The Bible teaches that the Holy Spirit is a separate, distinct, co-eternal member of the Godhead. (Matthew 28:19; Luke 10:21; Luke 11:13; John 14:26; Hebrews 9:14) When we study the Holy Spirit we have to approach the topic with a humble spirit and an open mind because He is the member of the Godhead who leads us into all truth. (John 16:13) This means that if we want to know more about the Holy Spirit, we have to depend on Him as we study Scripture! The Holy Spirit is an infinite being and even though it is impossible for finite beings to fully understand the ways of infinite beings, the Holy Spirit will enable us to know all that we need to know!
- The Bible teaches the Holy Spirit is sent to every person so that, if possible, we can be drawn into an intimate fellowship with the Godhead! His first work is to draw us to Jesus so we will love God with all our heart, mind, and soul and our neighbors as ourselves. His second work is to mature us spiritually so we will grow into the fullness of Jesus, glorifying God with our words and actions. (Ephesians 4:13, 15) God is not willing that anyone should perish (2 Peter 3:9), so He sends the Holy Spirit to convict us. Even though the Holy Spirit is invisible, we can observe the fruits of the Spirit. (Galatians 5:22–23)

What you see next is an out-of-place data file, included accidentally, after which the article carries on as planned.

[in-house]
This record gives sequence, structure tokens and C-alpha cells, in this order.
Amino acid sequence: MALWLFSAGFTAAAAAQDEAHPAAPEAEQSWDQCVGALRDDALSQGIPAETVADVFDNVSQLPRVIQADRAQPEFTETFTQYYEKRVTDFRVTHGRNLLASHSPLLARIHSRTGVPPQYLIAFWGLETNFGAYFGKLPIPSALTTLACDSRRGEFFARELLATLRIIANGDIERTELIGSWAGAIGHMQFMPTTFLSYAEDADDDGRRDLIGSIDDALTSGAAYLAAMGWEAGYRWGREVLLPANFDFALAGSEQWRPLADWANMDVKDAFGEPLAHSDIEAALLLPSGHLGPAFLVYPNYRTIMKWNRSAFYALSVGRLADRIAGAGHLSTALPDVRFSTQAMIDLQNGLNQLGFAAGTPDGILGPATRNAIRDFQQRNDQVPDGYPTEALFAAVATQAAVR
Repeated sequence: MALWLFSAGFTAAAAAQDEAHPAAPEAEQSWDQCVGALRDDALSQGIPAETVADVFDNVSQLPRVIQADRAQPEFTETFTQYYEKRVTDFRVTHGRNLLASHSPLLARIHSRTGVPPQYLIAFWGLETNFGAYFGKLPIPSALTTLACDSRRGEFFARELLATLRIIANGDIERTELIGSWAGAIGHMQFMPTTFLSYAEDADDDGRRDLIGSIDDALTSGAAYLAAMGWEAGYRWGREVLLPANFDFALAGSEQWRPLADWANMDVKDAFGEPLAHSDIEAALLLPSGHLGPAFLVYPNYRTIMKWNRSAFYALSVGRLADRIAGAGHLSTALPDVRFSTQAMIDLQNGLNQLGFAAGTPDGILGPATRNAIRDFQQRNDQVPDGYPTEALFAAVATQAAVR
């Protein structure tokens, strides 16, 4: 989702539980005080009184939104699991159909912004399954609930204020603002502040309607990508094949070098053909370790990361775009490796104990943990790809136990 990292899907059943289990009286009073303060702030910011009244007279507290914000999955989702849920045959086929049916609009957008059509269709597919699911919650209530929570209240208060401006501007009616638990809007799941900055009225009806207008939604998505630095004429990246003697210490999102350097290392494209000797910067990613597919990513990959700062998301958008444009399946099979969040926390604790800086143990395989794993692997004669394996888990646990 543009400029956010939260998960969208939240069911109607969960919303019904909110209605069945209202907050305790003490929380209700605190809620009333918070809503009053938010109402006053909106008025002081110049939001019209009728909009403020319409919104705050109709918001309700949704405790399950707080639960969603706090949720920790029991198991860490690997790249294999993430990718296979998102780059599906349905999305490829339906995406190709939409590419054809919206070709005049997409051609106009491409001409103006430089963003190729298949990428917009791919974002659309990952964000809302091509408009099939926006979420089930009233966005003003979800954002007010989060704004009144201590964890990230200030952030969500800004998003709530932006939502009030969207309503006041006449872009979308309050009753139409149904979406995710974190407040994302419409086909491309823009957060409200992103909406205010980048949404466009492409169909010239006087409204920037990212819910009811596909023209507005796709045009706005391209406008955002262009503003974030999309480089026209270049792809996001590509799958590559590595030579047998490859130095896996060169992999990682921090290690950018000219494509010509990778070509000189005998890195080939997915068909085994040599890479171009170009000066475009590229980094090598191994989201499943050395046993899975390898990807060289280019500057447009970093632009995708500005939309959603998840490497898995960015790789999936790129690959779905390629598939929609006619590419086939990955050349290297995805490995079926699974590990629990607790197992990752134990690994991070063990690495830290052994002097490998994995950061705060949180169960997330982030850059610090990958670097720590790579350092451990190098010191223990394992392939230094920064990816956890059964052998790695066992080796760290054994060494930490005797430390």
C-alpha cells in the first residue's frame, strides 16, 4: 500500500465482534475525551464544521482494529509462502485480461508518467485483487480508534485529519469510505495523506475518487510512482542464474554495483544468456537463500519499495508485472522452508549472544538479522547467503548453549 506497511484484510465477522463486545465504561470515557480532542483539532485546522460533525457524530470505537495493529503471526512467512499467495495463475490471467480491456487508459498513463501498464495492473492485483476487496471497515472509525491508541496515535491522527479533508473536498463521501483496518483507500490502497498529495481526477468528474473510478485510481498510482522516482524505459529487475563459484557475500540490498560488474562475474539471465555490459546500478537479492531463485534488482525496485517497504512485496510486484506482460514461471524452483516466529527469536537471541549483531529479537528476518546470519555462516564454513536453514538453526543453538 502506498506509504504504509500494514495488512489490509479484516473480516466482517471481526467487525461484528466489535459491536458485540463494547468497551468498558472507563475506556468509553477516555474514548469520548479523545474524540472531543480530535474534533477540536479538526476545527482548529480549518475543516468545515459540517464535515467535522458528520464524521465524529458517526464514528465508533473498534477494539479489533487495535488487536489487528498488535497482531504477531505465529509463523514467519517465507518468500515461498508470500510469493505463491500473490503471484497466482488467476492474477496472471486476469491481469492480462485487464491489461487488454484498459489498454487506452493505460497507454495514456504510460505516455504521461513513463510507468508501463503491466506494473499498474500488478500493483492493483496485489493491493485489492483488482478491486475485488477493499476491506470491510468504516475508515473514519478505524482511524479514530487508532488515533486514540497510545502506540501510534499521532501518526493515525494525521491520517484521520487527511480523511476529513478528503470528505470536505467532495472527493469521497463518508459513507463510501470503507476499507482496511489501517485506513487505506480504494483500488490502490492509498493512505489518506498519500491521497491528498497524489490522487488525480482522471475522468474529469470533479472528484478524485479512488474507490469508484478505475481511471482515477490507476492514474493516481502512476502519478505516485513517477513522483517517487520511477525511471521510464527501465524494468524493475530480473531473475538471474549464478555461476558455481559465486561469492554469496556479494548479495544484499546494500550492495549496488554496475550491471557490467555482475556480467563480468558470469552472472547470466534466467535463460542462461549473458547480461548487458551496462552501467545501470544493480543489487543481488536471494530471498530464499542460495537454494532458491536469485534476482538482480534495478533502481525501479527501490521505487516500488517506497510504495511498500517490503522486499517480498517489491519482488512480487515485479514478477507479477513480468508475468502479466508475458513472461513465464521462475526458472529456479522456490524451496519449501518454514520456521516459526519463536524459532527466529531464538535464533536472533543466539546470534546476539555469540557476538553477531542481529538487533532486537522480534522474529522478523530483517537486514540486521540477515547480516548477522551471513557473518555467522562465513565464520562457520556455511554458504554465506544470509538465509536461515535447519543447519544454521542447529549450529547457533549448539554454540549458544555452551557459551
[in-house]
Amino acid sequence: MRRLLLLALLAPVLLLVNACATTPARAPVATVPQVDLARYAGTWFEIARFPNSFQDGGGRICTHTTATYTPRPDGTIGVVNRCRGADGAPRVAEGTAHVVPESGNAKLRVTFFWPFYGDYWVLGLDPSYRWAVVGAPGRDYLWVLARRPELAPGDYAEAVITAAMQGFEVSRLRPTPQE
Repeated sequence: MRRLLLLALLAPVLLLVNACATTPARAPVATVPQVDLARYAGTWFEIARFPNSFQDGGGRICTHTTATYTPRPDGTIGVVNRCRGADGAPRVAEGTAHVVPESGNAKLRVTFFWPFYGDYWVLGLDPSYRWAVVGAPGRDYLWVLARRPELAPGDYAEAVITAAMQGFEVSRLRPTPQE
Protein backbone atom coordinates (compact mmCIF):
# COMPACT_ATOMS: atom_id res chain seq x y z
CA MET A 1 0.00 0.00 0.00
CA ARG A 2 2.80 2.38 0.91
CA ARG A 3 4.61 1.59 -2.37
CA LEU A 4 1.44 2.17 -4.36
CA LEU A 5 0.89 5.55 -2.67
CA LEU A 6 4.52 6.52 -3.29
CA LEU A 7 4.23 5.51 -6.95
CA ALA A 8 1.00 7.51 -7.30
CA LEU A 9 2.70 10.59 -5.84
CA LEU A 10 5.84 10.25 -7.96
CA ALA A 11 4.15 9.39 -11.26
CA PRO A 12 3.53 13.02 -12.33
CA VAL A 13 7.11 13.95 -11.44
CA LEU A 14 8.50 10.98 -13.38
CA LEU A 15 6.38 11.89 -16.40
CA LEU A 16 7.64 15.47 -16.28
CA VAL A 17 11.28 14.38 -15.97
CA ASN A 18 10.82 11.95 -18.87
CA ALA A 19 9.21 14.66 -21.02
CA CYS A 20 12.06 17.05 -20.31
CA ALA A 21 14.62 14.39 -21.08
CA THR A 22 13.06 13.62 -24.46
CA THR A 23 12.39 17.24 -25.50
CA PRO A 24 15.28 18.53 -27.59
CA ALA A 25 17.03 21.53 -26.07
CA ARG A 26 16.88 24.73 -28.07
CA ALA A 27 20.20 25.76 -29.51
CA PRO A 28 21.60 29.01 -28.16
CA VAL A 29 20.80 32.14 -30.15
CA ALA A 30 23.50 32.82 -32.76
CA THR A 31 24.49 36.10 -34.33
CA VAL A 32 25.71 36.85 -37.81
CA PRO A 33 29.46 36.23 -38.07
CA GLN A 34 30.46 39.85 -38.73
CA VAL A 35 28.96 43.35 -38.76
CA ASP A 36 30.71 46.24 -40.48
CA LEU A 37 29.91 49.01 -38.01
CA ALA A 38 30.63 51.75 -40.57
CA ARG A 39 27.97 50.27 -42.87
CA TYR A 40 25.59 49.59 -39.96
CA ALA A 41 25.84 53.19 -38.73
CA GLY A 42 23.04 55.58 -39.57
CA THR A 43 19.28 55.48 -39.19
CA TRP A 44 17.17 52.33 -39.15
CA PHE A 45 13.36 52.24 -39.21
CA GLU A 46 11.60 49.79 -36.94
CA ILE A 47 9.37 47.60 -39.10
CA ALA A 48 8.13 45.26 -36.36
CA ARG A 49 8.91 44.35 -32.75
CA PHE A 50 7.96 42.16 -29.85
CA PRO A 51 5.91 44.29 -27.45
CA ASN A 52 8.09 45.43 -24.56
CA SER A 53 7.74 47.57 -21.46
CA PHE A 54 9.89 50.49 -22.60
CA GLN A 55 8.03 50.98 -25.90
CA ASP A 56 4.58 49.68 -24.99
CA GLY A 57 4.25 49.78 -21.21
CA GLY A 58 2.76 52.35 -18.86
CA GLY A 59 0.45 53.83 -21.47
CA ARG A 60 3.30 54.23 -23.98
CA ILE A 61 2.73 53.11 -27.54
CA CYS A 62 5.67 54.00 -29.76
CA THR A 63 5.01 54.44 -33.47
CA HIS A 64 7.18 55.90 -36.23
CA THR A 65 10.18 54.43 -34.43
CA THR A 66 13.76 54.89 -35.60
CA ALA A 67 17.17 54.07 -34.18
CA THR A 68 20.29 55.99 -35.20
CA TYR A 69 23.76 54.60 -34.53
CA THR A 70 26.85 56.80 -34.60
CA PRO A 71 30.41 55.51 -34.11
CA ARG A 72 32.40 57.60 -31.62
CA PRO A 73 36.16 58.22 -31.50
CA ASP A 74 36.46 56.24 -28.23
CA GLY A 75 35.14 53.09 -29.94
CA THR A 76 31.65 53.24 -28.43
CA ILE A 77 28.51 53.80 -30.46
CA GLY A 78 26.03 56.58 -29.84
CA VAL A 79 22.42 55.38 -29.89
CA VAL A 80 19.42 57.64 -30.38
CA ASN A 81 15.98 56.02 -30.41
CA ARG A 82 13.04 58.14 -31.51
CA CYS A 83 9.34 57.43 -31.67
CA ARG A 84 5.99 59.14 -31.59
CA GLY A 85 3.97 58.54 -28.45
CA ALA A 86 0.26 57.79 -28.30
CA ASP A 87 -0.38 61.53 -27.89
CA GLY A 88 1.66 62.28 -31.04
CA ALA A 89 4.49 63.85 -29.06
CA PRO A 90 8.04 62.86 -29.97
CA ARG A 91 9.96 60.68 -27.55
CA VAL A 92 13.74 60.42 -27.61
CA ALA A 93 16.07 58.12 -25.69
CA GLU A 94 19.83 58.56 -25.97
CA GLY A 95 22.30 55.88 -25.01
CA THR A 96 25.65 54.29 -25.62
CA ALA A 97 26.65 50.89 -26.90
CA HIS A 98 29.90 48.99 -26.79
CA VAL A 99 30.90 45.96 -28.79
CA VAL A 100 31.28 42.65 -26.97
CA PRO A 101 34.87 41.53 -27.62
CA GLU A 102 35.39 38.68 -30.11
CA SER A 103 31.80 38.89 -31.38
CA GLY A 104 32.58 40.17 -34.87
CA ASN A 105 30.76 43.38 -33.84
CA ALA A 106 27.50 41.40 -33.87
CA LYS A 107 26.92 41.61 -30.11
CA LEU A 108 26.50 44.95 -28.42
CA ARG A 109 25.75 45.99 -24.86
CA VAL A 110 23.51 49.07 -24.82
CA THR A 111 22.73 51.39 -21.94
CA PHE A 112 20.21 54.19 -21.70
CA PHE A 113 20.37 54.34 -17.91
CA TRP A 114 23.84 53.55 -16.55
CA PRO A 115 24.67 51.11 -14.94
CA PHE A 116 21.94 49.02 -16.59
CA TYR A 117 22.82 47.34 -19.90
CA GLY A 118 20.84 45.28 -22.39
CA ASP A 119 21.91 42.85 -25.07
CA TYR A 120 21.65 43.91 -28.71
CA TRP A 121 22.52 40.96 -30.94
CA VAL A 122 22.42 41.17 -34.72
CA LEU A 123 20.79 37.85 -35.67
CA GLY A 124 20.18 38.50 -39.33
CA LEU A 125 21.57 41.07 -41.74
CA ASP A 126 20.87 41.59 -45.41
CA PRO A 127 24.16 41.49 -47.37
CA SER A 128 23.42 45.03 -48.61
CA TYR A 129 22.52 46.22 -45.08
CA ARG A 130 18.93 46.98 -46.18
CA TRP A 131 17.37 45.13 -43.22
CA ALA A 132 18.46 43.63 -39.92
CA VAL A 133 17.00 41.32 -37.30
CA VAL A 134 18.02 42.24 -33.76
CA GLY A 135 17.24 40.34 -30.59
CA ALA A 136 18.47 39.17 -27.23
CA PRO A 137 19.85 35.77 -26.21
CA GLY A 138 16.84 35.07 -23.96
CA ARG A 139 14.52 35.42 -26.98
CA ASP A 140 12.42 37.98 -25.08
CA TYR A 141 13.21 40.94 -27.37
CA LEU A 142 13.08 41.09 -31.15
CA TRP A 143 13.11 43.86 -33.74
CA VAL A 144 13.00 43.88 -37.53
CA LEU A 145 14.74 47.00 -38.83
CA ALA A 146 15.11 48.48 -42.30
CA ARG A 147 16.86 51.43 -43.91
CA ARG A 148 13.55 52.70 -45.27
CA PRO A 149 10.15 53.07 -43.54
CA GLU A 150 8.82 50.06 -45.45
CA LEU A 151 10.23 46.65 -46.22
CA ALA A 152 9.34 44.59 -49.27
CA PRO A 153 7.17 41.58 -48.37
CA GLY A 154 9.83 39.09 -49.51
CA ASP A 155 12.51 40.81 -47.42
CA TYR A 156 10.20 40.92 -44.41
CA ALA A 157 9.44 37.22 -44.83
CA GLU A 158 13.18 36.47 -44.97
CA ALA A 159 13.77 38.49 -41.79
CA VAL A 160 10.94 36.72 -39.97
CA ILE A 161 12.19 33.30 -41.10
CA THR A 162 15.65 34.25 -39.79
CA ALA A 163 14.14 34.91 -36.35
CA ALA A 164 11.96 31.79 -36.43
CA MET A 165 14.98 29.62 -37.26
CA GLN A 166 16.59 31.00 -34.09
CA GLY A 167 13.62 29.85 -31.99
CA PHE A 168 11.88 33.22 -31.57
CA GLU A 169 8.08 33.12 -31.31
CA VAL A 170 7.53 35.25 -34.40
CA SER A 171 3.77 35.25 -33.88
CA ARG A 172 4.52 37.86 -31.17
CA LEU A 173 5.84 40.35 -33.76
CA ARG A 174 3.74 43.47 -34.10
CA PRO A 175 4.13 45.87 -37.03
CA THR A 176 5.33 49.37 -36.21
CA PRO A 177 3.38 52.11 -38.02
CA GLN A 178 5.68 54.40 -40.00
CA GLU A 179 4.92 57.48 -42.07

In Part I of this study, we saw how the Holy Spirit can give special abilities to people. This is an exciting principle: God’s plans and purposes are accomplished through ordinary people who are enabled or filled with Holy Spirit power! Paul recognized the church could only endure to the end as the Holy Spirit enabled ordinary people. Paul identified one gift of the Holy Spirit, prophecy, to be more important than the others. (1 Corinthians 14:1; Romans 12:6; 1 Corinthians 12:10, 28; Ephesians 4:11) Unfortunately, the gift of prophecy does not currently exist as it did during Bible times.
If we study the different works of the Holy Spirit, manifested in God’s prophets, we discover fascinating elements about the Holy Spirit. For example, the Holy Spirit revealed the deception of Ananias and Sapphira to Peter in Acts 5 and the Holy Spirit killed them! (Acts 5:3–5)
The Bible uses the titles, “His servants the prophets” or “prophet” to describe whom the Lord chooses to speak for Him. The prophet only speaks the revelation that God gives. Interestingly, Abraham is the first person to be identified as a prophet. The book of Genesis gives the history of Abraham providing multiple instances of the Lord directly speaking to him, physically appearing to him, and contacting him through visions or dreams. (Genesis 12–24) However, the Bible does not identify Abraham as a prophet in any of these contacts. Instead, the Bible says God gave King Abimelech a dream in which God called Abraham “a prophet.”